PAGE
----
Superintendent Dr. Ann-Marie Foucault reported to the school board on a fairly smooth first day of school in St. Michael-Albertville yesterday. Over 750 staff members were on duty to welcome nearly 6,300 students into STMA’s schools for the 2017-2018 school year. Here’s some of the highlights and glitches that Day 1 brought about:
Less Crowded Parking Lots (with one exception)
The STMA district now picks up 334 students from the Albertville/Otsego area that they selected to offer fee-based bus transportation. That is the equivalent of 4 busloads of students (2 busloads for elementary and two for middle/high school.) As expected, Foucault said this has resulted in a less hectic morning drop-off at schools that get the most open enrolled students. Middle School West has 120 out-of-district students arriving via bus this year, and Big Woods Elementary has 107.
Albertville Primary principal, John McDonald, said their school made some minor adjustments to their parent drop-off. He reported there were no more than three cars waiting at any one time on their first day of school, which was Wednesday due to holding kindergarten orientation on Tuesday.
“That was kind of huge for us, because usually it’s backed up,” he said. “It was really smooth.”
One exception to the less-crowded parking lots yesterday was at STMA High School. The parking lot is busy in general, with the largest student body this school year that the school has ever seen. On top of that, the high school administrators reported there were 300 after-school parent pick-ups on the first day.
“For the first day, a lot of parents want to drop their kids off or pick them up,” explained assistant principal Steve Scherber. “I think after the amount of time they waited in line they’ll be putting their kid on the bus tomorrow.”
Big Woods principal Lee Brown reported a few minor transportation issues yesterday: one first grader who did not get off the bus at the school but was found ‘right away,’ and another first grader who refused to get on a bus after school because he said it wasn’t the right letter bus his mom had told him to get on. After some checking, Brown reported the student was correct.
“I’m not sure what’s happening with the first graders,” she joked.
Foucault also said one school bus route was running 20-30 minutes behind yesterday morning, and there were some communication trouble with the bus garage on special education routes, but she said they are working to improve these situations.
Foucault said she heard a heartwarming story from Fieldstone Elementary yesterday, where a student ran and jumped into the arms of her paraprofessional, who she hadn’t seen since last school year.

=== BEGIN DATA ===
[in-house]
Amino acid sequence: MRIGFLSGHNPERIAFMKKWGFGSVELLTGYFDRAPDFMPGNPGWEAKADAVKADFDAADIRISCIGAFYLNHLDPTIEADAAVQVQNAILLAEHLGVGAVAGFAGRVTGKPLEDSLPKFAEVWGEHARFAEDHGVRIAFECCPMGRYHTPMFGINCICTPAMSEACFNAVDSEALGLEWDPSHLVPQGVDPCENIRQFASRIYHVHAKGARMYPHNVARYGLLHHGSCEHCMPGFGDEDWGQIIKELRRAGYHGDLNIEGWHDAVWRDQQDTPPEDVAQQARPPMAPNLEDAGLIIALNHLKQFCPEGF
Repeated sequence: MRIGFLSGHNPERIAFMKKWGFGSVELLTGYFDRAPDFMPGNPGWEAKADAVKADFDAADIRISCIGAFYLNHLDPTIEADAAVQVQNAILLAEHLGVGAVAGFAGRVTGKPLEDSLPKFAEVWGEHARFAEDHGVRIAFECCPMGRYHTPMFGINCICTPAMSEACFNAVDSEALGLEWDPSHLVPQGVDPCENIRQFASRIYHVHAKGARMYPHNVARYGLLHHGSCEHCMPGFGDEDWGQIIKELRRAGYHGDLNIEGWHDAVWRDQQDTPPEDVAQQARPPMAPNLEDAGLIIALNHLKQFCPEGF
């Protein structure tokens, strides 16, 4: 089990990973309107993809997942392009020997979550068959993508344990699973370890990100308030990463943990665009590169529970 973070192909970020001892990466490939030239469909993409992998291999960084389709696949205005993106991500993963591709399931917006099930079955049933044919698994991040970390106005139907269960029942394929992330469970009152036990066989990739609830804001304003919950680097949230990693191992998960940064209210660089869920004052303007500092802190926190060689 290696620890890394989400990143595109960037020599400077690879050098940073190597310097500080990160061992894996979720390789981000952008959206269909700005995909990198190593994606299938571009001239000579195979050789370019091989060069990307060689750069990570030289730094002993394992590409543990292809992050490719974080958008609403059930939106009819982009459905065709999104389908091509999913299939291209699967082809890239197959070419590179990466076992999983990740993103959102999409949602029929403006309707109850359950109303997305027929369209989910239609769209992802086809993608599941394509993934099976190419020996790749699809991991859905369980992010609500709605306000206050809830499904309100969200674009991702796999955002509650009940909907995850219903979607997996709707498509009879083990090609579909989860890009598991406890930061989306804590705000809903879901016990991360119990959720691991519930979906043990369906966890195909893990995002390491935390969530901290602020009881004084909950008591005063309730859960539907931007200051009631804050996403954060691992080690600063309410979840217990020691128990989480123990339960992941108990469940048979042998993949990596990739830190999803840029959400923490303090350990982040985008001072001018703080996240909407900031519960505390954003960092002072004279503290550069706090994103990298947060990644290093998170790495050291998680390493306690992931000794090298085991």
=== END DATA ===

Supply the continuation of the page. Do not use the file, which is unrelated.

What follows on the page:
“That really just goes to show you how our staff has strong relationships with kids,” Foucault said. “Those positive relationships contribute to our success.”
Middle School East students were greeted on their first day with the musical stylings of choir director Aaron VanDanacker, who was playing the keyboard in the school’s atrium.
The latest student count shows the STMA district with 67 additional students than they expected for the 2017-18 school year, which Foucault said is good news for the district’s budget.
The high school reported crowded hallways as they dealt with the largest freshman class yet in STMA history, but Scherber said they were expecting that. To accommodate the large student body, the high school switched to having four lunch periods versus their usual three. Foucault said the transition went smoothly due to staff creating a PowerPoint presentation they delivered to students to explain the changes and the new zones. They also set up a stoplight system so students could see when they had a yellow light, signaling their lunch period was wrapping up shortly.
Middle School West principal Andy Merfeld noted how impressed he was with his school’s WEB Leaders yesterday. WEB Leaders are eighth grade students who act as mentors and helpers to incoming fifth graders. He said the WEB Leaders were on the ball for their first day, guiding students to classes, helping with lockers and answering questions.
“It’s a pretty cool thing to see,” Merfeld said. “They got there before I did for every kid who needed help. It was fun to see them in action.”
“Overall, it was an excellent day,” Foucault said.